“The king has already sent for your things, my lady. They should be here first thing tomorrow,” the man who led me here says.

“But I’ve only just agreed, and you haven’t yet told him I accepted.”

The servant holds himself a little higher. “The king was hopeful you would accept.”

Hopeful? More like presumptuous. Arrogant.

“I see.”

I have a lot of work ahead of me.





The next morning, breakfast is delivered to my room, along with my possessions. I spend the morning ordering servants about. The wardrobes are filled with all the dresses I’ve designed. A vanity has my powders, perfumes, and jewelry placed upon it.

I’m not especially fond of reading, but I did bring several books with me to the palace. Most are works on philosophy, mathematics, agriculture, and other topics of importance. They exist to hide the only three books of interest. To the outward eye, they appear harmless: three tomes full of plants and herbs used for medicinal purposes. But in each one, there are several chapters on poisons and antidotes, highly useful for me because I will have to kill the Shadow King once I’ve secured his hand in marriage.

Hektor’s death was messy, disgusting, so very difficult to hide and clean up. I’m reluctant to stab anyone ever again. Poison is a much cleaner way to kill, and it will prove much easier. Not to mention, it’s nigh impossible to root out the poisoner.

I order the maids to place the books on an empty shelf in the room. Then I step back to admire the entire ensemble.

Yes, it’ll do.

A maid helps me to dress. I select a deep blue overskirt to wear over matching pants. The fabric is a simple cotton, unlike the taffeta of last night’s outfit. Lace hems my ankles, the pattern that of a trail of roses. Instead of boots, I opt for day slippers. My blouse laces up the front in a fashion similar to a corset. It will be highly scandalous, and I suspect none of the men at court will be able to keep their eyes off me.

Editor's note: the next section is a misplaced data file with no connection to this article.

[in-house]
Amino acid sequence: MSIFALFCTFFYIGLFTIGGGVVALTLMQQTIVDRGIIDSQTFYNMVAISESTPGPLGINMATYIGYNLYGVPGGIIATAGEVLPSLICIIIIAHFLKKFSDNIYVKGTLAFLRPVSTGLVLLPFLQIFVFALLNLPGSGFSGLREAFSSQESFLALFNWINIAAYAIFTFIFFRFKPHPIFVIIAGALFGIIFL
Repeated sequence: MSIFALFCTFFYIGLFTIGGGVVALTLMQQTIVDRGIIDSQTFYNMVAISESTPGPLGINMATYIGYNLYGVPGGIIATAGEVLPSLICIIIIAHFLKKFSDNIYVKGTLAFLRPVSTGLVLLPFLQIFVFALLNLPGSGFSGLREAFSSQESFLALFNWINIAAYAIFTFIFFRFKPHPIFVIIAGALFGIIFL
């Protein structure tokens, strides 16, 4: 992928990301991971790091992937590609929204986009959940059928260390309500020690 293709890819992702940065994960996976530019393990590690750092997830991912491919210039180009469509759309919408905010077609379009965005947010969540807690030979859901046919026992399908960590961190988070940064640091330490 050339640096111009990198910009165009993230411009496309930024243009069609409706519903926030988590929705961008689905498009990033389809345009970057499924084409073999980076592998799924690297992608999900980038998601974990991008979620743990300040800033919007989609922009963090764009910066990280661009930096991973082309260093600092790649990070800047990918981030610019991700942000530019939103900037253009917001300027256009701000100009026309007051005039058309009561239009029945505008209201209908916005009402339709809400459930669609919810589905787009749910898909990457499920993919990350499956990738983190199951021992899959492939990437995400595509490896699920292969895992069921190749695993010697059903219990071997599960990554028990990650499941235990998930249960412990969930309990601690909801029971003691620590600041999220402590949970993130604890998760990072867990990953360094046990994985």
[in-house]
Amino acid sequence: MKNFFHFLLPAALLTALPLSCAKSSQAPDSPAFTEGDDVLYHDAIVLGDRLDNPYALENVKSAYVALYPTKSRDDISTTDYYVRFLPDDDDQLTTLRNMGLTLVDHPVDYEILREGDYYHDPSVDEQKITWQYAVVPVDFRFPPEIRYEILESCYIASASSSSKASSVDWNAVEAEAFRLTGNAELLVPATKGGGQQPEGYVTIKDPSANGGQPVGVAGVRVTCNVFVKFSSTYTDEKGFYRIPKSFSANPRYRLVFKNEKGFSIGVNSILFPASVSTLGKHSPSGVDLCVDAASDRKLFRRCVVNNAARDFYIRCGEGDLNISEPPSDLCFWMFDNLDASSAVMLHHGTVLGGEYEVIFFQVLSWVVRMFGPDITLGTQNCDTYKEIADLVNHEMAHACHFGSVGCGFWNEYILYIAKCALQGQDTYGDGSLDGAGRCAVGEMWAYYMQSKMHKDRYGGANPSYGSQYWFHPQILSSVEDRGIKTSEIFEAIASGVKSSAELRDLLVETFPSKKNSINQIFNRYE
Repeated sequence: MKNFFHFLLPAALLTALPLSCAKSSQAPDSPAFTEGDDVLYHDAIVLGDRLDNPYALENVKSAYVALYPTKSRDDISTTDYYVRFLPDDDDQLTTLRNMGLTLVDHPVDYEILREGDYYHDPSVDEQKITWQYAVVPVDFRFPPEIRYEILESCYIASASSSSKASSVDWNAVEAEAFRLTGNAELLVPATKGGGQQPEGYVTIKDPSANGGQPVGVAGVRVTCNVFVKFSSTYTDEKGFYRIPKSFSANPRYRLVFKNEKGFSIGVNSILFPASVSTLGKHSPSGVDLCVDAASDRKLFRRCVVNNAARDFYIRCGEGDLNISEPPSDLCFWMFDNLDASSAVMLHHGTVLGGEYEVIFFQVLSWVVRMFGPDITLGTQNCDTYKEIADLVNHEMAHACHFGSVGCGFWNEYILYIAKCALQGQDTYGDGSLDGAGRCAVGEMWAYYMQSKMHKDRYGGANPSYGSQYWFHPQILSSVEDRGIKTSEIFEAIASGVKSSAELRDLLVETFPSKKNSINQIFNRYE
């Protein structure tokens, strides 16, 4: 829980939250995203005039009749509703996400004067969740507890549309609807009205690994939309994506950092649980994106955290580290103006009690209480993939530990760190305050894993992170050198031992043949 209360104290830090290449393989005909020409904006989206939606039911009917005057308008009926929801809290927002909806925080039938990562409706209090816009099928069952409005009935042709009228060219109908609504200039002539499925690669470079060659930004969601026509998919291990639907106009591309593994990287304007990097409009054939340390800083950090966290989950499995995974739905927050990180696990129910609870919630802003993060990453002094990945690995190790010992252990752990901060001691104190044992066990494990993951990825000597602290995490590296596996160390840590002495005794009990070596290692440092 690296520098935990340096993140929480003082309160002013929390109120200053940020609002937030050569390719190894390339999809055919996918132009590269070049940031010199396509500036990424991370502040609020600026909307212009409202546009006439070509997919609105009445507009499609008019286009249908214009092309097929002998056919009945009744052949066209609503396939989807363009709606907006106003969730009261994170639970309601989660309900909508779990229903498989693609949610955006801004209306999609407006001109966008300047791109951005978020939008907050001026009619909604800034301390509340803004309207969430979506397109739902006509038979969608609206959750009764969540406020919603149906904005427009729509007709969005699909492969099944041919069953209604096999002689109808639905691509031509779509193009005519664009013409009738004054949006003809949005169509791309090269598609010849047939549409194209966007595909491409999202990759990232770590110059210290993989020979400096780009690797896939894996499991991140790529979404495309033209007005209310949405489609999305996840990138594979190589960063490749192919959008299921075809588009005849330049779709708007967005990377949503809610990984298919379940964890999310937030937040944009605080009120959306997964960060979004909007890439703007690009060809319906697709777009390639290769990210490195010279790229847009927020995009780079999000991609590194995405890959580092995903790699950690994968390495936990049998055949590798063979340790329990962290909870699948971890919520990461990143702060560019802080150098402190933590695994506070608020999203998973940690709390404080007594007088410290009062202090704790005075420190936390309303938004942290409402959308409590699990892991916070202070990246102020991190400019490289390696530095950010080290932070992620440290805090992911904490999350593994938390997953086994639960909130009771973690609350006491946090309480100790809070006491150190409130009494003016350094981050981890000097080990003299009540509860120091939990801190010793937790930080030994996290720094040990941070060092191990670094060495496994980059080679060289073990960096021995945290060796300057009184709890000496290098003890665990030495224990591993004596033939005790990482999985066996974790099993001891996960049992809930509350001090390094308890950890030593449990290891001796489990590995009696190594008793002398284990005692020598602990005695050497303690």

That’s the point. When a man sees something that several other men want, he can’t help but want it, too.

The maid pulls all my hair up onto the top of my head, heating tendrils into curls spilling down my neck and over my ears.

Just when I’m starting to feel ready for the day, another servant is admitted into my rooms.

He bows low. “My lady, the king hopes you will join him and the rest of the courtiers in the orchards for tea.”

“Have I missed lunch?”

“I’m afraid so, but the king expected you would. He assumed settling into your new room would take most of the day.”

I’m glad to know the king is thinking of me even when I am not around.

“If I may also add, my lady, the king doesn’t usually make an event of afternoon tea. I expect he’s arranged it all for you.”

“For me?”

He crosses his white-gloved hands behind his back. “It is my understanding that this is your first time at court. There are many new people with whom to become acquainted.”

That brings a small smile to my lips. “Then I suppose I shouldn’t disappoint His Majesty by not showing up.”


* * *


BRICK-LINED TRAILS WEND UNDER trees filled with cherry blossoms. A thin creek trickles by to one side, and the birds fill the air with their music.

Plenty of cushioned seating has been added outdoors, and a long table filled with thin sandwiches, sliced fruit, biscuits, cakes, and other sweets is constantly replenished by servants.

Excitement sparks through me at the thought of all the opportunities ahead. My father isn’t here to ruin things this time, and I’m surrounded by the most influential people in the world.